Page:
Human beings are relational. That's why the most effective way to communicate is person to person, face to face. The further away you get from this relational interaction, the harder it is to get your message across. Here are three essential ingredients required to communicate effectively to larger groups of people.
"How many times do I have to tell you?" If your mom ever said that to you, it probably was because she thought you weren't listening. And maybe she was right! I've heard it said that when you get tired of saying something, people start getting it. Think about how many times you've seen or heard something before you took action.
Companies spend millions of dollars on advertising. When they're looking at ad buys, one of the things they consider is frequency rates. How many times will the average consumer see the ad?
Sometimes, in our creativity, we strive to be clever at the expense of clarity.
Reports state that each day, an individual can see as many as 10,000 ads per day. Frequency is necessary if you want to get your audience's attention, and it's a key ingredient when you don't have the option of face-to-face interaction.
2. Multiple Channels
Not only do you need to communicate each message frequently, but another key ingredient is using several channels to communicate. Believe it or not, some people just don't have a Facebook account. At the same time, some just don't pick up printed pieces. Frequency also means running the same message in multiple locations.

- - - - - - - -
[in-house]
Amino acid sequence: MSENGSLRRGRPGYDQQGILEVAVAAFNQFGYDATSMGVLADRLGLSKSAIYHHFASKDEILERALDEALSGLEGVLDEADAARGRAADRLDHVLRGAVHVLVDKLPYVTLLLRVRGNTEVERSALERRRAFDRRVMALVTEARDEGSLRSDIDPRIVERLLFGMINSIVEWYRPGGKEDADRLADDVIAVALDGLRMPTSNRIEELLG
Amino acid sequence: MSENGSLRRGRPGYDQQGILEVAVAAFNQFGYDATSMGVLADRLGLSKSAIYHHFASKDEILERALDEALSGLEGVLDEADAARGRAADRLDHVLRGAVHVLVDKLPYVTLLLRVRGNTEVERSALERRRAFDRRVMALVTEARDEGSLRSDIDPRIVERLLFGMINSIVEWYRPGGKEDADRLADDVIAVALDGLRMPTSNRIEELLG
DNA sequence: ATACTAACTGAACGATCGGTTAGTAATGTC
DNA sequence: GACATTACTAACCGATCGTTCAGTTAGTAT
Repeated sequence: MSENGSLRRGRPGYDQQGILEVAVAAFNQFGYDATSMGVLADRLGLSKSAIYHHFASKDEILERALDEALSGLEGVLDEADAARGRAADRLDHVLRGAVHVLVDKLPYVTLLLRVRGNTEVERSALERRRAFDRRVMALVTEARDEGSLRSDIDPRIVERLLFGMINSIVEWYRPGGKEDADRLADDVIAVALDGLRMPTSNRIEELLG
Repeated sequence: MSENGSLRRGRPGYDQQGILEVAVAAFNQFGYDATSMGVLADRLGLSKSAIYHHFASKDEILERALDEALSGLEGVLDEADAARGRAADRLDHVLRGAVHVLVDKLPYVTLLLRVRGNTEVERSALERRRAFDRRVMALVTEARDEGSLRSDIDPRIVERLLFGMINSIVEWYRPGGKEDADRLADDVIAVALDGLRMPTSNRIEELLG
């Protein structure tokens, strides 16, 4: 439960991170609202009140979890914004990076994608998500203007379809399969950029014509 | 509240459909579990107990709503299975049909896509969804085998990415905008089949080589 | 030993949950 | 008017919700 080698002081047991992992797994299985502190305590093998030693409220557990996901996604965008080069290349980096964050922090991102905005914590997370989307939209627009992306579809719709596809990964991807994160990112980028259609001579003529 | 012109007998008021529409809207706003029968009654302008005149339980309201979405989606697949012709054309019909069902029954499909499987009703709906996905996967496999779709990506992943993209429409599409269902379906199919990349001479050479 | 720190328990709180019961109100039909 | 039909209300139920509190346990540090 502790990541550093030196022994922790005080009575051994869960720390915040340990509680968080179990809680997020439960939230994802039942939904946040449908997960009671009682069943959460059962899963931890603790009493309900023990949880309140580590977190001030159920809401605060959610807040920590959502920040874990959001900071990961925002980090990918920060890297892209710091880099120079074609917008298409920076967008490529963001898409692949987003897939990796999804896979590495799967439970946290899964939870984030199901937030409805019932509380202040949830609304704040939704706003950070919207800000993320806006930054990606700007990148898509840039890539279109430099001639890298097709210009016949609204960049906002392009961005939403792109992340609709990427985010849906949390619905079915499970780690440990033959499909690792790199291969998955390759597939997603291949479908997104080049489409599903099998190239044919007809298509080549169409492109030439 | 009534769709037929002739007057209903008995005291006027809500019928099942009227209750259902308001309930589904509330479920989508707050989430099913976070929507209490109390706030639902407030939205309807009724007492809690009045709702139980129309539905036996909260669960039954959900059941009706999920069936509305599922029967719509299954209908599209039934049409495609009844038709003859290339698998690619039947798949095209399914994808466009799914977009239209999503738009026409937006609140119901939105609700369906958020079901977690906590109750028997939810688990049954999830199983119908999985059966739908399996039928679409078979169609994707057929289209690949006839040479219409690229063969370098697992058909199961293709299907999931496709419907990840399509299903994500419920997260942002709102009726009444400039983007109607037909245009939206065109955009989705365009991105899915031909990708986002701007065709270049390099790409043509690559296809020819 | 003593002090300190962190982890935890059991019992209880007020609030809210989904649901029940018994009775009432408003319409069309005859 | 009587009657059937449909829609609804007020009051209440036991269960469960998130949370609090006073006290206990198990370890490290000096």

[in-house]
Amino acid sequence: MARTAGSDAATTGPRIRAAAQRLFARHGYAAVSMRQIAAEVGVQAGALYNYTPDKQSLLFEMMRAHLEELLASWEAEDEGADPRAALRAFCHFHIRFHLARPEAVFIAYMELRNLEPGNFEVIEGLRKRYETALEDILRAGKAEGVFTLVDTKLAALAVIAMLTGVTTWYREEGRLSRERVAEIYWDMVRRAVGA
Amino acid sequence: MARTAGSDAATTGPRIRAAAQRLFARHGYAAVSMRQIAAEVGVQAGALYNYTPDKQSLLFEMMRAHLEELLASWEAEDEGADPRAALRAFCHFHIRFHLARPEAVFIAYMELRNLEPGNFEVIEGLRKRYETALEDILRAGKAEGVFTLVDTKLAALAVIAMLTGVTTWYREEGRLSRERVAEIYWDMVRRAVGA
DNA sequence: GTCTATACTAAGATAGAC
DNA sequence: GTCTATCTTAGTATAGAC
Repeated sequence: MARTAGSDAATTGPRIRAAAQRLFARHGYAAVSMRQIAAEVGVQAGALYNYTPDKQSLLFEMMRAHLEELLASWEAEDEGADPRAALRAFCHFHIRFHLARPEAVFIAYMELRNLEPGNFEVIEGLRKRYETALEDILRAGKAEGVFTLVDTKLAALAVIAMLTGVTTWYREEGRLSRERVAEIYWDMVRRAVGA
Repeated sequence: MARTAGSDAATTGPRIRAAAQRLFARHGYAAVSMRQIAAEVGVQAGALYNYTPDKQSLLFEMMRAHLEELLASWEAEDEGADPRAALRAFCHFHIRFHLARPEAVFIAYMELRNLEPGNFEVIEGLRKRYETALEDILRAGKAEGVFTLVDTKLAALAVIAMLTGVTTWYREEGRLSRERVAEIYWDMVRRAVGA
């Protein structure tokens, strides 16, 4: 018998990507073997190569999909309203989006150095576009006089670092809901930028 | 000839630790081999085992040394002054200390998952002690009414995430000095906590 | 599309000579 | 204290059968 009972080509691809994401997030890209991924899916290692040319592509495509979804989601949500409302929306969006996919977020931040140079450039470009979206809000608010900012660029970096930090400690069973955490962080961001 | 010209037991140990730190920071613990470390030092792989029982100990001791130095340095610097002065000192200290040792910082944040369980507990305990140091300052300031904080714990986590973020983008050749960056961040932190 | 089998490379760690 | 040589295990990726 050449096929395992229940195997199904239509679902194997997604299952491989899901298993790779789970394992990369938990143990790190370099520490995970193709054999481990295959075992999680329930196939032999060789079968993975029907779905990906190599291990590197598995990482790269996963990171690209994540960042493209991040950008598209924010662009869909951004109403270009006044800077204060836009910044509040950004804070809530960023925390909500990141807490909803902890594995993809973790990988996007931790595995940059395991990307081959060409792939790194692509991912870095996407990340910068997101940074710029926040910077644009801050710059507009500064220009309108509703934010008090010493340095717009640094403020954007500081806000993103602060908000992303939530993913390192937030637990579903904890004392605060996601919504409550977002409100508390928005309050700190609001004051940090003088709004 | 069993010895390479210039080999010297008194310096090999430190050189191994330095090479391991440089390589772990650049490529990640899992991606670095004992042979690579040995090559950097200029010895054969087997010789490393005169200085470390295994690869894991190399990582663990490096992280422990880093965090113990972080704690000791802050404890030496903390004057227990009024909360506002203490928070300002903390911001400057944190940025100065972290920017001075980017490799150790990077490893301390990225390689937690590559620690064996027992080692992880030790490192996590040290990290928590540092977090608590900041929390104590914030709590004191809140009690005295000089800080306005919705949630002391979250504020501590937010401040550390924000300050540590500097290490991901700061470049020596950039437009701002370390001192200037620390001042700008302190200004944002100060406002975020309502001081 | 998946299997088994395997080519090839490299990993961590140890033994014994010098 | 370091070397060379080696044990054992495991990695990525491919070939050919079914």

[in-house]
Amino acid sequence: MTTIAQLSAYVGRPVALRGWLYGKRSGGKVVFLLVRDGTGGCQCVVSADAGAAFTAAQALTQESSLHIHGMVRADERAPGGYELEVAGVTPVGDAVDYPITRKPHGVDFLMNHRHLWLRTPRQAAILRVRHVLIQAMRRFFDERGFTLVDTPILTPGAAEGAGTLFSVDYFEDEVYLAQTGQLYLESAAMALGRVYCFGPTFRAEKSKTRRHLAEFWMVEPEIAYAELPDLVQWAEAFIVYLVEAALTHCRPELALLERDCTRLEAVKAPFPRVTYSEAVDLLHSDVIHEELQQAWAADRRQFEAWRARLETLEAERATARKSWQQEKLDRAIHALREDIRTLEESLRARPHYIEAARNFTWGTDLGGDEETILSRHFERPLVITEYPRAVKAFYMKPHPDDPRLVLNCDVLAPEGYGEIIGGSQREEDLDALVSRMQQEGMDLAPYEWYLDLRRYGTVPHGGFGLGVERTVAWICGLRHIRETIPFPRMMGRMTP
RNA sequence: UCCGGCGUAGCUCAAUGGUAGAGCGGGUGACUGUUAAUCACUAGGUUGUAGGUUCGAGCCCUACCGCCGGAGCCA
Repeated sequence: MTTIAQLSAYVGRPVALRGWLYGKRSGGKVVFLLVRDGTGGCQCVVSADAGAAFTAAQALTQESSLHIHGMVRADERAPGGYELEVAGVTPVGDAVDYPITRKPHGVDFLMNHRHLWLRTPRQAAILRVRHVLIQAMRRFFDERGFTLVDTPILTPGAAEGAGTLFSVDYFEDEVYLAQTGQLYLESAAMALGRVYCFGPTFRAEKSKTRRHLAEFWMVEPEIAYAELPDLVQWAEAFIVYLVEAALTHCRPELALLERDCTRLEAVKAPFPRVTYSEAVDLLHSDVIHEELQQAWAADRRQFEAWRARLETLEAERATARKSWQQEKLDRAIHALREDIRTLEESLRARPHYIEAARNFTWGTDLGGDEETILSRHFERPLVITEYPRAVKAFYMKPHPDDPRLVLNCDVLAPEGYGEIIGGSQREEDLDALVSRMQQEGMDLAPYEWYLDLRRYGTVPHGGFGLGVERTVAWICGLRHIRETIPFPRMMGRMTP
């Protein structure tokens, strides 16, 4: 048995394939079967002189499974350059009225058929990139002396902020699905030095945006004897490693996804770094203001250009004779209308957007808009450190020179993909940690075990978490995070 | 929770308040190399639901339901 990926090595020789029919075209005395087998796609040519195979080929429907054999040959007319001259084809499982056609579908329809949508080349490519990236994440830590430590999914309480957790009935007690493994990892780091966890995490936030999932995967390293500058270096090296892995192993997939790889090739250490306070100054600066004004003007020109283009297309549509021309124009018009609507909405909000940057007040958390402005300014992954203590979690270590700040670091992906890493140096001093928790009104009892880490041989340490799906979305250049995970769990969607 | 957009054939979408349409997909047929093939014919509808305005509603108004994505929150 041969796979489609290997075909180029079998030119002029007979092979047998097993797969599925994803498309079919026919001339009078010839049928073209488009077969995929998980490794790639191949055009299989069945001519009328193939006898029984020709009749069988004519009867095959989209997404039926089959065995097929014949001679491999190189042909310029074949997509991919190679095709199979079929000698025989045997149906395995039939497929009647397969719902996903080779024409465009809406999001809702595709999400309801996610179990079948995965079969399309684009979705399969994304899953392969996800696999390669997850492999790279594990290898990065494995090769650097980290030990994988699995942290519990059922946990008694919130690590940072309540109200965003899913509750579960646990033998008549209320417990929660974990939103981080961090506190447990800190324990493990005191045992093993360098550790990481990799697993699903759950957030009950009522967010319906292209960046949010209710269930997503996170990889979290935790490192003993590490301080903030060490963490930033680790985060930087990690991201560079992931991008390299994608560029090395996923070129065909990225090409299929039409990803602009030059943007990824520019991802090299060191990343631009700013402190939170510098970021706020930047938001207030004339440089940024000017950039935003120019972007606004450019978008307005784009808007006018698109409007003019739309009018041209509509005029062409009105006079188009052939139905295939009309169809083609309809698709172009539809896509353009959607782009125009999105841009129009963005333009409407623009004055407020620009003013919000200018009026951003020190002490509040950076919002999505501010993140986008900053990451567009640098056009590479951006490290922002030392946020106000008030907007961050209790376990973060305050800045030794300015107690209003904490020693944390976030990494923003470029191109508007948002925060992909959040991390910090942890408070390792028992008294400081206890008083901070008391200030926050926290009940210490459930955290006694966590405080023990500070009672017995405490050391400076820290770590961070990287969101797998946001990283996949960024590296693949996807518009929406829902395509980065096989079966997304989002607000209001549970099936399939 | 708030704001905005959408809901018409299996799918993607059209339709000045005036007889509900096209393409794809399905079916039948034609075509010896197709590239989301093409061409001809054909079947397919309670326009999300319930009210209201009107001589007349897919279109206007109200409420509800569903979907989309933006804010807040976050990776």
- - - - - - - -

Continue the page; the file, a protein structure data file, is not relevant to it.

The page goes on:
Make a list of three to five media channels you will consistently use when communicating with your congregation. When your congregants need information, these media channels become their trusted sources.
3. Clear Calls to Action
Here's a quote that I've used quite often to guide me in my communication plans. In 1938, a correspondent said, "It may be better to be clear than clever; it is still better to be clear and correct." Sometimes, in our creativity, we strive to be clever at the expense of clarity. For communicators that are also creative, you need to manage this tension.
When communicating to larger groups of people — or even smaller groups of people who are dispersed — both your messaging and your calls to action should be simple and memorable. A "call to action" is simply the thing you are asking the recipient of the information to do. If your message is too complicated or obscured in creativity, it can cause confusion.
By using these three ingredients — frequency, multiple communication channels, and simple messages with clear calls to action — your communication plans have a much better chance of reaching the intended goal.
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Don Wambolt has over 25 years' experience in leading church communications. More